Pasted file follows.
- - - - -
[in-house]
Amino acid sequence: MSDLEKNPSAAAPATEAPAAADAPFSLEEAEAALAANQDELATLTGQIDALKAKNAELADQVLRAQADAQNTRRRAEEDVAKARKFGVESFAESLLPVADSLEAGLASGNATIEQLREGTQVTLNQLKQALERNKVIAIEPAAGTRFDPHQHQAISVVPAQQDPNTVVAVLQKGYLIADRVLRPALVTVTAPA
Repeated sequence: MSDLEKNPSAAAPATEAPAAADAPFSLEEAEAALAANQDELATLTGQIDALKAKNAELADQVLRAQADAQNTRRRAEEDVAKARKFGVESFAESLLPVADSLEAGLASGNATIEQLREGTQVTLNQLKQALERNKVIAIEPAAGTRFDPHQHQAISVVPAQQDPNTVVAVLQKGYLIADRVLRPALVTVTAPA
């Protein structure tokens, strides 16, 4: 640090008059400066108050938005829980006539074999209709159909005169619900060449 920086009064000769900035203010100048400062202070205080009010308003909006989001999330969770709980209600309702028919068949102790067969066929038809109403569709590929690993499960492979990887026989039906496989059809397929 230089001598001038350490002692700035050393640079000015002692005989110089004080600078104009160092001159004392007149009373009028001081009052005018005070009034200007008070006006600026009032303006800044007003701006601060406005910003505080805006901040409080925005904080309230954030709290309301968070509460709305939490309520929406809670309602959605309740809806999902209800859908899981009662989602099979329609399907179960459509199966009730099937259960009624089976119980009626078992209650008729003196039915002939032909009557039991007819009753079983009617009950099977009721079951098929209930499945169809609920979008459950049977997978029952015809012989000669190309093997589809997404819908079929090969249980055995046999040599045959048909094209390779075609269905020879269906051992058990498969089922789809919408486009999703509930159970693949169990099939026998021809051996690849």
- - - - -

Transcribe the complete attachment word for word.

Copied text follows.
[in-house]
Amino acid sequence: MSDLEKNPSAAAPATEAPAAADAPFSLEEAEAALAANQDELATLTGQIDALKAKNAELADQVLRAQADAQNTRRRAEEDVAKARKFGVESFAESLLPVADSLEAGLASGNATIEQLREGTQVTLNQLKQALERNKVIAIEPAAGTRFDPHQHQAISVVPAQQDPNTVVAVLQKGYLIADRVLRPALVTVTAPA
Repeated sequence: MSDLEKNPSAAAPATEAPAAADAPFSLEEAEAALAANQDELATLTGQIDALKAKNAELADQVLRAQADAQNTRRRAEEDVAKARKFGVESFAESLLPVADSLEAGLASGNATIEQLREGTQVTLNQLKQALERNKVIAIEPAAGTRFDPHQHQAISVVPAQQDPNTVVAVLQKGYLIADRVLRPALVTVTAPA
């Protein structure tokens, strides 16, 4: 640090008059400066108050938005829980006539074999209709159909005169619900060449 920086009064000769900035203010100048400062202070205080009010308003909006989001999330969770709980209600309702028919068949102790067969066929038809109403569709590929690993499960492979990887026989039906496989059809397929 230089001598001038350490002692700035050393640079000015002692005989110089004080600078104009160092001159004392007149009373009028001081009052005018005070009034200007008070006006600026009032303006800044007003701006601060406005910003505080805006901040409080925005904080309230954030709290309301968070509460709305939490309520929406809670309602959605309740809806999902209800859908899981009662989602099979329609399907179960459509199966009730099937259960009624089976119980009626078992209650008729003196039915002939032909009557039991007819009753079983009617009950099977009721079951098929209930499945169809609920979008459950049977997978029952015809012989000669190309093997589809997404819908079929090969249980055995046999040599045959048909094209390779075609269905020879269906051992058990498969089922789809919408486009999703509930159970693949169990099939026998021809051996690849």